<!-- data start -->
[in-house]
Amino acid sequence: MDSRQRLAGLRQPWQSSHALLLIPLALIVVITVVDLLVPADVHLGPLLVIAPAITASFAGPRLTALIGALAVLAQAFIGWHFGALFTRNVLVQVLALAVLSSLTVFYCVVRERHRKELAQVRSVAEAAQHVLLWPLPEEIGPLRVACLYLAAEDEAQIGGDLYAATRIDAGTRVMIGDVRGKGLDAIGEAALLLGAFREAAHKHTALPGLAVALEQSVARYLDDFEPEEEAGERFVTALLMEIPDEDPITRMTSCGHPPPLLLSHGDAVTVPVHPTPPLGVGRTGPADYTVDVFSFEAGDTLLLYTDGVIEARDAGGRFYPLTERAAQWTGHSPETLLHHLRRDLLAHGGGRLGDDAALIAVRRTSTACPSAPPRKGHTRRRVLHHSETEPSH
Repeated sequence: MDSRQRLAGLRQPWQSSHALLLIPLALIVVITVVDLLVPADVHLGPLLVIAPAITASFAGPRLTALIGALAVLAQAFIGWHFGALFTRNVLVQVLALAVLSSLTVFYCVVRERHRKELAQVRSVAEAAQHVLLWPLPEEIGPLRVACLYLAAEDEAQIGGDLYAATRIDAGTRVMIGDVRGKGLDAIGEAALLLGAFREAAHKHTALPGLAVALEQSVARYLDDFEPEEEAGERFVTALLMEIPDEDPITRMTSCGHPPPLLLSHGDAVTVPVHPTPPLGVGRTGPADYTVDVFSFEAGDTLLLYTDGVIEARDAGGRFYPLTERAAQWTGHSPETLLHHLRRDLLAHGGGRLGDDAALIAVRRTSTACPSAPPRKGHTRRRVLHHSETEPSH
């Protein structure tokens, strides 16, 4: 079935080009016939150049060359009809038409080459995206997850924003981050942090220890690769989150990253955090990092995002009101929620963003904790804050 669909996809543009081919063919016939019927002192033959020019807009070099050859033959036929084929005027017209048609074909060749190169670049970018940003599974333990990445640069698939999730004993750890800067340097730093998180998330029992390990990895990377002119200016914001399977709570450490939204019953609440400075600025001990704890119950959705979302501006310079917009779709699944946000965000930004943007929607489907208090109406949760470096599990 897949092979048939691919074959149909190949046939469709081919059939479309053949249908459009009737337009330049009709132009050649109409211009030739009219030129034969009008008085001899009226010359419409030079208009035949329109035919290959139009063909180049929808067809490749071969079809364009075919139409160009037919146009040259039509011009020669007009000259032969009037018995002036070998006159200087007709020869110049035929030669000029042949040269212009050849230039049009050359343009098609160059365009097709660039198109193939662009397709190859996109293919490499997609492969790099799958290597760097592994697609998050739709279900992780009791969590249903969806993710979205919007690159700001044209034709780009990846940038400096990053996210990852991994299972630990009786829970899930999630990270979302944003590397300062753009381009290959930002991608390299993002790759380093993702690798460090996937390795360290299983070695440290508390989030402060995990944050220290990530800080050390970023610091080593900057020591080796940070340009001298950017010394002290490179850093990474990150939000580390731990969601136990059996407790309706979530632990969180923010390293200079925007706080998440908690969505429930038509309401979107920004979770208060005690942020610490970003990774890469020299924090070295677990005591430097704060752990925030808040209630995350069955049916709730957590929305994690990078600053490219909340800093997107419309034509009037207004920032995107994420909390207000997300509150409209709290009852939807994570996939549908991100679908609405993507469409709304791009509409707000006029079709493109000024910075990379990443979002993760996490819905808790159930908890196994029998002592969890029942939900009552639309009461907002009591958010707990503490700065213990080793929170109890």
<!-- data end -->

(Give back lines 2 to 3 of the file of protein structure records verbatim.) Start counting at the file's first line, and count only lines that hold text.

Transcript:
Amino acid sequence: MDSRQRLAGLRQPWQSSHALLLIPLALIVVITVVDLLVPADVHLGPLLVIAPAITASFAGPRLTALIGALAVLAQAFIGWHFGALFTRNVLVQVLALAVLSSLTVFYCVVRERHRKELAQVRSVAEAAQHVLLWPLPEEIGPLRVACLYLAAEDEAQIGGDLYAATRIDAGTRVMIGDVRGKGLDAIGEAALLLGAFREAAHKHTALPGLAVALEQSVARYLDDFEPEEEAGERFVTALLMEIPDEDPITRMTSCGHPPPLLLSHGDAVTVPVHPTPPLGVGRTGPADYTVDVFSFEAGDTLLLYTDGVIEARDAGGRFYPLTERAAQWTGHSPETLLHHLRRDLLAHGGGRLGDDAALIAVRRTSTACPSAPPRKGHTRRRVLHHSETEPSH
Repeated sequence: MDSRQRLAGLRQPWQSSHALLLIPLALIVVITVVDLLVPADVHLGPLLVIAPAITASFAGPRLTALIGALAVLAQAFIGWHFGALFTRNVLVQVLALAVLSSLTVFYCVVRERHRKELAQVRSVAEAAQHVLLWPLPEEIGPLRVACLYLAAEDEAQIGGDLYAATRIDAGTRVMIGDVRGKGLDAIGEAALLLGAFREAAHKHTALPGLAVALEQSVARYLDDFEPEEEAGERFVTALLMEIPDEDPITRMTSCGHPPPLLLSHGDAVTVPVHPTPPLGVGRTGPADYTVDVFSFEAGDTLLLYTDGVIEARDAGGRFYPLTERAAQWTGHSPETLLHHLRRDLLAHGGGRLGDDAALIAVRRTSTACPSAPPRKGHTRRRVLHHSETEPSH